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Re: Re: Replace and ReplaceAll -- simple application

  • To: mathgroup at
  • Subject: [mg106081] Re: [mg106033] Re: Replace and ReplaceAll -- simple application
  • From: danl at
  • Date: Fri, 1 Jan 2010 05:33:09 -0500 (EST)
  • References: <> <hh72dp$kud$>

> In article <hhf5kg$go6$1 at>,
>  Murray Eisenberg <murray at> wrote:
> [Re documentation issues and I->-I]
>> Only gathering usage statistics, or having a focus group of users trying
>> stuff, might suffice to escalate some issues to the point of requiring
>> more prominent warnings.
> 1)  Fully agree.  My understanding is that many software vendors (and
> hardware equipment vendors, for that matter), at least the larger ones,
> do exactly this, systematically and extensively, on their products, and
> especially the interfaces to their products.  I have no idea whether
> Wolfram does any of this or not.
> 2)  On this point let's note that, to many users, the _interface_ to
> Mathematica -- what the user has to (learn to) type in, to get useful
> results out -- is the most important (and sometimes frustrating?) part
> of the product.
> What Mathematica does or can do -- it's "capabilities" as contrasted to
> its interface -- is of course also of primary importance; and
> Mathematica seems to rank very highly on this criterion.  It's the user
> interface where many if not most of these problems arise.
> 3)  And let's note the explicit assertions by Conrad Wolfram (in the
> screencasts/video gallery on the Wolfram web site), and by others, that
> Mathematica is intended to be a program that does *all* tasks, for *all*
> users, in a *single* application (with 'all' and 'single' taken very
> broadly).  This means, necessarily:
> a)  A *very* complex interface (with, in particular, a _huge_
> vocabulary).
> b)  And at the same time, a very broad and diverse set of users, with
> very different levels of education and knowledge and experience.

It pays to keep in mind that very few users require more than a modest
percentage of the functionality of a Mathematica, in order to make it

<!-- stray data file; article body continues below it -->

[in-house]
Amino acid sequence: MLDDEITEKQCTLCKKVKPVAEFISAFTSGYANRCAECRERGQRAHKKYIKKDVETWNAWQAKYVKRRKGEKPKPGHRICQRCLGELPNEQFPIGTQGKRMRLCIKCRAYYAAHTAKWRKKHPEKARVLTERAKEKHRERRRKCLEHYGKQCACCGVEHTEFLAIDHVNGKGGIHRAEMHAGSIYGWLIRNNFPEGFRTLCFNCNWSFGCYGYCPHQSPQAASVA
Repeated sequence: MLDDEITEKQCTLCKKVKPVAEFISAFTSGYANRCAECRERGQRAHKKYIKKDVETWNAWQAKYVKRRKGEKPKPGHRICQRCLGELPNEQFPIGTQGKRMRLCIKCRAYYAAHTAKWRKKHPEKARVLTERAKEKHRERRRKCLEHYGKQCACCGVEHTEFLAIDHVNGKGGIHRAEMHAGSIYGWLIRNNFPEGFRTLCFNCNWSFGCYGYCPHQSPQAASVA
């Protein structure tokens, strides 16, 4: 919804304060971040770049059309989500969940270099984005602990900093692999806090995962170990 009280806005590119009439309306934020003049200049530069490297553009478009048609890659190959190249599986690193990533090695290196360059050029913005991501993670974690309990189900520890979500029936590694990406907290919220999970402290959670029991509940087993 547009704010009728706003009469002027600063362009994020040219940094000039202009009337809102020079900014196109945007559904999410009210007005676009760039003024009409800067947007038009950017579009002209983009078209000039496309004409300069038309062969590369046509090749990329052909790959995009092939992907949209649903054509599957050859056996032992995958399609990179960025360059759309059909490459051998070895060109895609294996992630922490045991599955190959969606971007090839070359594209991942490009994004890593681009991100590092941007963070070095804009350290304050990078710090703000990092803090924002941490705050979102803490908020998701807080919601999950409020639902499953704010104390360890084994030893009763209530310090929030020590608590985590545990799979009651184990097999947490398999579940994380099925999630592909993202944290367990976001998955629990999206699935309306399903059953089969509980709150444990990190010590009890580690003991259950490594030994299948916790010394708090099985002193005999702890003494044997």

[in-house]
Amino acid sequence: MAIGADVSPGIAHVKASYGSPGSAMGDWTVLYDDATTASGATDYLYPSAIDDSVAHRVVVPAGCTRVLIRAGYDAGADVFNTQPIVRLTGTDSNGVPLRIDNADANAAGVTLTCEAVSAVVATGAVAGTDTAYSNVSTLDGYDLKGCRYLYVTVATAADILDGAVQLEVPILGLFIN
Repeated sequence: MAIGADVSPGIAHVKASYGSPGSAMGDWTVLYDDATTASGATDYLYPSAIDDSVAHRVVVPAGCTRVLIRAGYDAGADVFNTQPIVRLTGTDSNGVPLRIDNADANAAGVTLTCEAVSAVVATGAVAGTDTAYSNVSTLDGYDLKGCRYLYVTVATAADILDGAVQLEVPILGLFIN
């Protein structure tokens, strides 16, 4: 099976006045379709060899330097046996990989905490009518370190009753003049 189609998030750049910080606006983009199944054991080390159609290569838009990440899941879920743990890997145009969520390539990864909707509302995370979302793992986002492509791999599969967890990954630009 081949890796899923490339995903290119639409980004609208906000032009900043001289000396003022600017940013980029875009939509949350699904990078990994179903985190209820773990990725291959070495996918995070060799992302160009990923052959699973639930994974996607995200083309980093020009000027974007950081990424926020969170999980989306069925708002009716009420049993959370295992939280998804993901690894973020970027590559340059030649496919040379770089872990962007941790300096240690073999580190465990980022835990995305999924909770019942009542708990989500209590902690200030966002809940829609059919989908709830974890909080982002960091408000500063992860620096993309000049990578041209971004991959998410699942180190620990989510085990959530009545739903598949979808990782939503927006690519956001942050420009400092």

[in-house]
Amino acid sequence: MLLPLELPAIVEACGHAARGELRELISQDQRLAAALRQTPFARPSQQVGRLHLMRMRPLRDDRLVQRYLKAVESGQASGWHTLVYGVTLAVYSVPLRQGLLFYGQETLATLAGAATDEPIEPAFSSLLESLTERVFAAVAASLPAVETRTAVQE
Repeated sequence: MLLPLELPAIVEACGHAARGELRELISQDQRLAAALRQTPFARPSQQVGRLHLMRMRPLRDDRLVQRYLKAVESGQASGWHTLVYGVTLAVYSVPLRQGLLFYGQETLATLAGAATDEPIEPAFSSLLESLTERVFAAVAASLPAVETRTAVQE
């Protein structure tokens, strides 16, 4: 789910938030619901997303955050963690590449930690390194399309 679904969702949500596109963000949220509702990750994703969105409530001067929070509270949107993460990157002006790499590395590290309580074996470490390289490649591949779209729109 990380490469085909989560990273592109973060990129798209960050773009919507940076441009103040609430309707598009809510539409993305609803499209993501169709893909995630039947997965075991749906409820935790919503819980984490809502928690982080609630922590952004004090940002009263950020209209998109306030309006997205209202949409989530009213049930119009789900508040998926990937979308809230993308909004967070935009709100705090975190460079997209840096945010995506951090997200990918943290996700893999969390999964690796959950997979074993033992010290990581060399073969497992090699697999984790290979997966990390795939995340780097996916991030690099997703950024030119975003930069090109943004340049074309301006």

useful for their work. I probably need to know a bit more than most, and
I'll be generous (to myself) and guess I have working familiarity with
maybe 10 percent of the program's capabilities.

> And this may mean that this basic goal and approach of the Wolframs' for
> Mathematica may not be realistic or possible.   The "focus groups" you
> suggest will have to be very diverse in makeup, corresponding to the
> huge diversity of the proposed users; and each different group of users
> will have different interface (and documentation) needs, and want very
> different things.
> If the Wolframs' are going to insist on following this path, then user
> documentation -- easily accessible, brilliantly designed documentation,
> readily available in different forms oriented to the needs of different
> users -- is the primary thing they have to focus on.
> Thus far, so far as I can see, Heikki Ruskeepaa may be the only person
> on the planet who recognizes this and does something about it.
> Mathematica's own documentation gets maybe a C- on this score.  And
> simply expecting ordinary users to learn ever more arcane CAS concepts
> and terminology in order to use Mathematica effectively seems as
> unrealistic as it is absurd.

Documentation can always use improvements. That notwithstanding, I have
consistently found that most basic usage of most functionality unfamiliar
to myself is documented sufficiently well that the job at hand can be
done. Obviously I do not know if this holds for all aspects of the
program. And clearly I cannot claim to have the same perspective, in
reading documentation, as a novice user. But from what I have seen e.g. in
work submitted to, users at all levels seem to
figure out what is needed to get the job done.

Something else I'll observe is that nothing in new functionality
development would require users to "learn ever more arcane CAS
concepts..." beyind what earlier Mathematica utilized. This is axiomatic:
nothing requires one to learn about new functionality, because the
functionality of years past is, in the vast majority of cases, unaltered.

The point is that the new development of Mathematica (and other software)
is motivated, often, by perceived needs of existing and potential user
bases. This rarely if ever requires other users to learn the new things in
order to use Mathematica effectively. It simply gives more tools to those
who may wish to use them.

Daniel Lichtblau
Wolfram Research

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